• Batmandrew on January 10, 2022

    Great video as always, Jordan. I've always assumed Tesla would use 4680 format, for their in-house LFP. Do you think that will be the case, (specifically for their in-house LFP cells)? Or will they pursue something like the BYD blade? Side note: I'm assuming Tesla won't start producing a 4680 or any in-house LFP for a while. What timeline are you assuming, for in-house designed LFP production for Tesla?

  • Jonathan on January 11, 2022

    The cover for the battery pack is made with a honeycomb core composite plastic plus fiberglass panel to reduce weight.

  • János Kovicz on January 11, 2022

    Byd makes unfinished shitty products, here in the Netherlands our public transportation replaced the busses eith byd and they where pathetic, parts falling off and batterys died within weeks of usage

  • ajitesh mishra on January 12, 2022

    lithium batteries sucks. China's hegemony for lithium has made lithium down down.World will soon shift to sodium.

  • teknophyle1 on January 12, 2022

    I have questions about the test environment versus the real world. In these puncture tests it looks like the battery is exposed to open air, meaning more ideal cooling conditions. So my question is what kind of airflow do these batteries get when they are installed? I'd venture a guess that they will get hotter when enclosed in a car chassis. Are there puncture tests of these batteries while they are installed in a car?

  • Alois Danner on January 12, 2022

    At 13:41, where would lucid sit on this chart?

  • KiwiM3P on January 12, 2022

    I think it's a mistake to use volumetric energy density to calculate vehicle efficiency, weight has much more impact than size on efficiency and you are assuming space is a limiting factor on pack size which isn't necessarily true.

  • waqas ghaffar on January 12, 2022

    Byd car manufacturers is coming in Pakistan?

  • SurrealKeenan on January 12, 2022

    I wouldn't be surprised if the blade was a scam. Chinese companies have become less trustworthy as time has gone on

  • Pallab Samanta on January 13, 2022

    Wait and see

  • Manoj Tirkey on January 13, 2022

    At the pack level, BYD can pack more individual blade battery cells without the cooling system unlike Tesla's battery pack. Perhaps that gives BYD a better volumetric density.

  • The Daily Trader on January 13, 2022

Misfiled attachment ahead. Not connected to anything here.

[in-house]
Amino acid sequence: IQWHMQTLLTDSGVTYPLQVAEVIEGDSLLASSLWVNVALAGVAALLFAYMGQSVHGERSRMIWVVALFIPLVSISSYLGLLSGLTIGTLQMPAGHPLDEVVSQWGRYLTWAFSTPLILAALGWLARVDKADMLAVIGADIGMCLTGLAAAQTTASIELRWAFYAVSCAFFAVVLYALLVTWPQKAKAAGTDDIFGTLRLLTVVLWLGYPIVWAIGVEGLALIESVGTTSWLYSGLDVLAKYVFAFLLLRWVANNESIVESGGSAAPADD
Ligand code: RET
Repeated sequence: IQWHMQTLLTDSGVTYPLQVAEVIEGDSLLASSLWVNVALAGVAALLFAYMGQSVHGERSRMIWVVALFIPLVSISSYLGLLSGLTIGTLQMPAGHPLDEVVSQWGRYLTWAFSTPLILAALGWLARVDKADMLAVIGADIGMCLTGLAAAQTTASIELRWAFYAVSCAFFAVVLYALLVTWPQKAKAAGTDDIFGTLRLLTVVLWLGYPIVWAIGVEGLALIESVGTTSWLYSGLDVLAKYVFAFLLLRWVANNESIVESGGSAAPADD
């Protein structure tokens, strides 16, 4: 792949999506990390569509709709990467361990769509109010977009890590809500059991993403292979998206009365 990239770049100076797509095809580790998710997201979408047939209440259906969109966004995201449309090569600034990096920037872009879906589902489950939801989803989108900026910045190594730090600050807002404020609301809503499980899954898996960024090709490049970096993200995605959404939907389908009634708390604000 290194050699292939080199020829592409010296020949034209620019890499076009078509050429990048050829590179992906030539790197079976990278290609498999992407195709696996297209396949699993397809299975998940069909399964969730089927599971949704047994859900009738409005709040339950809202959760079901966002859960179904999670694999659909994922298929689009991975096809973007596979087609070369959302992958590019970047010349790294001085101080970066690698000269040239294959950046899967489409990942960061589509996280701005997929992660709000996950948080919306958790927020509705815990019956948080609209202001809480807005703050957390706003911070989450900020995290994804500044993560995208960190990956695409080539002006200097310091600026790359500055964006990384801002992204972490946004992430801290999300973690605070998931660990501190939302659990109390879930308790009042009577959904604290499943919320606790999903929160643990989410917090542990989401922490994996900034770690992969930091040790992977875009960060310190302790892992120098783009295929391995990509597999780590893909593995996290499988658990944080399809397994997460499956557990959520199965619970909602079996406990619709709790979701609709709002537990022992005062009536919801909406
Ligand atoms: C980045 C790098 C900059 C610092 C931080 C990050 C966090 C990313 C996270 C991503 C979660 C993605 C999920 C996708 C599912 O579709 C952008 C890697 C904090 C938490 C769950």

Great explanation about the nail in the batteries

  • Humbled Artist on January 13, 2022

    The tech is impressive, but from a business perspective it will come down to cost/profit and mass production ability. The BYD Blade battery might be better, but if the vehicle cannot turn a profit or they cannot produce enough batteries to hit decent production numbers compared to Tesla, it won't matter.

  • dave robert on January 13, 2022

    Have you looked into Na – battery

  • Joe Wilder on January 14, 2022

    I don't know why, but it seems I'm not getting notified of your videos

  • Hai Ting on January 14, 2022

    BYD launched the e-platform 3.0 subcompact hatchback model “Dolphin” in 2021 which has a range of 405km with a 44.9kWh battery. In 2022, BYD will launch an e-platform 3.0 compact sedan “Seal” aiming to compete with Model 3 with a range of 700km. Also the 2022 Model “Tang” SUV (2560kg) will be upgraded with a 108.8kWh blade battery pack with a NEDC range of 700km.

  • Brucec 95 on January 14, 2022

    Great video as usual. Would be interesting to see a video on "revolutionary new Sodium batteries" – seen a lot of hype lately about it being used for vehicles (as apposed to stationary use which seems more suited).

  • C T on January 15, 2022

    4:08 why was the blade battery almost fully discharged at 3.3V? The other batteries were fully charged at 4.2V. That's cheating!

  • Lei Yue on January 16, 2022

    Tesla will reveal their purchase of blade battery as soon as March.

  • Civiliza Serifusa on January 16, 2022

    Can't help wondering why the raw egg is present for the competing technology nail tests but absent for the blade. Is it to simulate the cooling liquid? I suspect it helps contribute to the thermal breakdown of metal based batteries.

    By present I refer to the nail actually passing through the egg en-route to puncturing the battery thereby delivering the liquid egg directly into the puncture hole.

WhatsApp us
Live Chat

Office hours operation Mon-Sun 8:00 am ET – 4:00 pm ET

To start your Premium WP or Cpanel service, use our domain search engine, if the domain you want is available, contact us by Whats app to activate your project.

The easiest, fastest, and most secure way to communicate with us.
Please enter your domain.
Please verify that you are not a robot.

Terms Privacy



© Webfinet Affordable Private Small Business Solutions All Rights Reserved 2021 - Powered By WEBFINET